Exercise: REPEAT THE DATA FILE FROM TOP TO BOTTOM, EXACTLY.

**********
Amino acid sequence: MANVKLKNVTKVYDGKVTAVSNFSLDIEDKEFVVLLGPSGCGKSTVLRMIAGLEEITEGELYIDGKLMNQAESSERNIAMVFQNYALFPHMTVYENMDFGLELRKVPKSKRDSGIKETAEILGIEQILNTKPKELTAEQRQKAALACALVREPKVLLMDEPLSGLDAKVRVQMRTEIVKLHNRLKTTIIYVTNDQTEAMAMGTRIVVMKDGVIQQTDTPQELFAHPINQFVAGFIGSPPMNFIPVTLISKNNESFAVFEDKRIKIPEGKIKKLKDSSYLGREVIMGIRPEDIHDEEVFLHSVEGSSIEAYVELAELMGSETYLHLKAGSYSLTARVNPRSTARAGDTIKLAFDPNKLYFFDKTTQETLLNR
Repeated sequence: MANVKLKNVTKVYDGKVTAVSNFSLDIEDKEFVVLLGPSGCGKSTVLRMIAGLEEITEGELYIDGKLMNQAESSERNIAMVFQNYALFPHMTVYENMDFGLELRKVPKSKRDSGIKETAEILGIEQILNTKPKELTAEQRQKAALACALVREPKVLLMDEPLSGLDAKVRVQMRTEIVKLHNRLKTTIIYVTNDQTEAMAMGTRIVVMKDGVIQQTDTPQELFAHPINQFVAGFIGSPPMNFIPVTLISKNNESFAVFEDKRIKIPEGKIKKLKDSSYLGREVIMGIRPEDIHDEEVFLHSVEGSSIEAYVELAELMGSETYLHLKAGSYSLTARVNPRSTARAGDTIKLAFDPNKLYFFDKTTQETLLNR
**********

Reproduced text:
Amino acid sequence: MANVKLKNVTKVYDGKVTAVSNFSLDIEDKEFVVLLGPSGCGKSTVLRMIAGLEEITEGELYIDGKLMNQAESSERNIAMVFQNYALFPHMTVYENMDFGLELRKVPKSKRDSGIKETAEILGIEQILNTKPKELTAEQRQKAALACALVREPKVLLMDEPLSGLDAKVRVQMRTEIVKLHNRLKTTIIYVTNDQTEAMAMGTRIVVMKDGVIQQTDTPQELFAHPINQFVAGFIGSPPMNFIPVTLISKNNESFAVFEDKRIKIPEGKIKKLKDSSYLGREVIMGIRPEDIHDEEVFLHSVEGSSIEAYVELAELMGSETYLHLKAGSYSLTARVNPRSTARAGDTIKLAFDPNKLYFFDKTTQETLLNR
Repeated sequence: MANVKLKNVTKVYDGKVTAVSNFSLDIEDKEFVVLLGPSGCGKSTVLRMIAGLEEITEGELYIDGKLMNQAESSERNIAMVFQNYALFPHMTVYENMDFGLELRKVPKSKRDSGIKETAEILGIEQILNTKPKELTAEQRQKAALACALVREPKVLLMDEPLSGLDAKVRVQMRTEIVKLHNRLKTTIIYVTNDQTEAMAMGTRIVVMKDGVIQQTDTPQELFAHPINQFVAGFIGSPPMNFIPVTLISKNNESFAVFEDKRIKIPEGKIKKLKDSSYLGREVIMGIRPEDIHDEEVFLHSVEGSSIEAYVELAELMGSETYLHLKAGSYSLTARVNPRSTARAGDTIKLAFDPNKLYFFDKTTQETLLNR